Rapid high-throughput in vivo screening method for chemicals that prevent human age-related neurodegenerative diseases
Life Sciences : Research Tools
Available for licensing
- Jonathan Pierce-Shimomura , University of Texas at Austin
- Ashley Crisp , University of Texas at Austin
Alzheimers disease (AD) is now the sixth leading cause of death, according to the CDC. Unfortunately, there are currently no drugs that prevent or delay the progression of AD. Many drug screens for novel therapeutics rely on in vitro cell culture models that are unable to recapitulate the important features of AD, such as neuron-subset specificity, age of onset, and an intact nervous system. To screen for potential therapeutic drugs for AD in vivo, companies routinely use rodent models that are too expensive and slow for high-throughput drug studies, which severely limits the amount of compounds that can be tested.
The Pierce-Shimomura lab at The University of Texas at Austin has developed a rapid, cost-effective method to test potential AD therapeutic compounds in vivo with a C. elegans AD model. These model strains express a single copy of human APP or an extra single copy of the worm gene equivalent (apl-1). They are the first "humanized" C. elegans strains that demonstrate age-related neurodegeneration and APP accumulation related to AD. In addition, these model worms express GFP in a subset of neurons to determine neuronal health as an animal is aging.
To visualize APP accumulation, additional worm strains were generated that knock-in a single copy of mCherry-tagged APP or apl 1. All four model worms recapitulate neurodegeneration demonstrated in human AD. The mCherry tagged worm strains also display an age-related increase in APP accumulation in neurons prior to cell death.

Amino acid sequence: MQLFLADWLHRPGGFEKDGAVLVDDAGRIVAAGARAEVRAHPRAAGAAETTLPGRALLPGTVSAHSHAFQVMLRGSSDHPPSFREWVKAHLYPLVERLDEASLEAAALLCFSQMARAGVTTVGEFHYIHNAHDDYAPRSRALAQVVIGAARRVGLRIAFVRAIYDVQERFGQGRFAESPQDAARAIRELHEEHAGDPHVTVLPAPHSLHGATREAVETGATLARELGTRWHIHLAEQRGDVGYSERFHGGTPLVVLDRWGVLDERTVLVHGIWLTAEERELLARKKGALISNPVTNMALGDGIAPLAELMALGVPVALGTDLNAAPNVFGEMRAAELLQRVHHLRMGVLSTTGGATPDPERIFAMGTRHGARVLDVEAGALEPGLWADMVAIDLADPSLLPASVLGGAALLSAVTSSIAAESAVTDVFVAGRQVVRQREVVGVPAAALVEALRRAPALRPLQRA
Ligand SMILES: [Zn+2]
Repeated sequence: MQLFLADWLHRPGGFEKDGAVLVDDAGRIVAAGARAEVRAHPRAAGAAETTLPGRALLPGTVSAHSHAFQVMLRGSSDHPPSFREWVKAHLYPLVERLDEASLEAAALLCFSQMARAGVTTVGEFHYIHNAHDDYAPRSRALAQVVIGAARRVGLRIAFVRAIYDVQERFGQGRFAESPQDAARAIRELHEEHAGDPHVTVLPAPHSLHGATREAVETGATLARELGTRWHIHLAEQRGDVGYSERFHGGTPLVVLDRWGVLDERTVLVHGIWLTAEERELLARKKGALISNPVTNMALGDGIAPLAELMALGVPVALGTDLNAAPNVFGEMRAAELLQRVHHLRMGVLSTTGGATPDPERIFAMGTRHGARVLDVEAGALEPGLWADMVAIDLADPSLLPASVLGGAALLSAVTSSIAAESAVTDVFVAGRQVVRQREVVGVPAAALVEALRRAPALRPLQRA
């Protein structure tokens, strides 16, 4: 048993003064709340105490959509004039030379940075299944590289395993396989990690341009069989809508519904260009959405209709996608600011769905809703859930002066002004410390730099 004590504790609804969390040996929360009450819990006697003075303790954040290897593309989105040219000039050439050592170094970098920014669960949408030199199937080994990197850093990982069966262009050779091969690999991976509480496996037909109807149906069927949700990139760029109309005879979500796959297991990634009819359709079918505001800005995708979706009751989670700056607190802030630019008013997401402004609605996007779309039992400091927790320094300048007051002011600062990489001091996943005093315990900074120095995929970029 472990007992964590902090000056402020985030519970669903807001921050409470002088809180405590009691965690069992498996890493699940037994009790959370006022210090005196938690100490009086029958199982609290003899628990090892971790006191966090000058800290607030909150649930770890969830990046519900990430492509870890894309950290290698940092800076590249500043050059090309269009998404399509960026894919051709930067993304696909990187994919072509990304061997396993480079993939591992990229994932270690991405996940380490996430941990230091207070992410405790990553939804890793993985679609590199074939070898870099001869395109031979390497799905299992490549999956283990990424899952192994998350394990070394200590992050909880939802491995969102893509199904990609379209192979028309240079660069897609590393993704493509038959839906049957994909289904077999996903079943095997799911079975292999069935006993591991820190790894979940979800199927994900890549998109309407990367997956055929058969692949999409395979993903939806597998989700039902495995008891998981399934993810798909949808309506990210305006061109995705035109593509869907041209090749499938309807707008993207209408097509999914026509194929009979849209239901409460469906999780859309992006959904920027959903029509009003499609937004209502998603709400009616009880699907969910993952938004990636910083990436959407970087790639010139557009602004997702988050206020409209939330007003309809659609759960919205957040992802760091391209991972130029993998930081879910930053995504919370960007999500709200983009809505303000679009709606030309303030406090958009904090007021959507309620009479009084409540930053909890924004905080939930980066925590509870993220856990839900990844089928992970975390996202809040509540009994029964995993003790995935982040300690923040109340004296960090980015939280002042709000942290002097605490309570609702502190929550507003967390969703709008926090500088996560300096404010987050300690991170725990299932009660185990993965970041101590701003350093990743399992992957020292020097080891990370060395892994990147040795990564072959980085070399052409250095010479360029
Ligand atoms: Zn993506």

- Obtain results on whether a drug prevents age-related neurodegeneration with an in vivo model of AD in a week.
- Can simultaneously identify whether drugs cause systemic side effects with this model.
- High throughput: Substantial improvement over drug screening using rodent models, with the ability to test hundreds of drugs in one month, thousands in as little as six months.
- Much more cost-effective than screening with rodent models.
- Can be used to determine whether drugs prevent apoptotic death of the same neurons
- Can be used to determine mechanism of action by measuring death in different mutant backgrounds
- Two drugs tested in rodent models relevant to human AD displayed similar positive effects in this worm model, demonstrating a strong proof of concept to use this model for drug screening.
- By using this in vivo model, the efficacy of drugs to prevent neurodegeneration can be tested in one week, with the capacity to test hundreds of drugs per week in parallel.
Pharmaceutical and biotechnology companies interested in screening or investigating neurodegeneration targeted drugs
Beta product/commercial prototype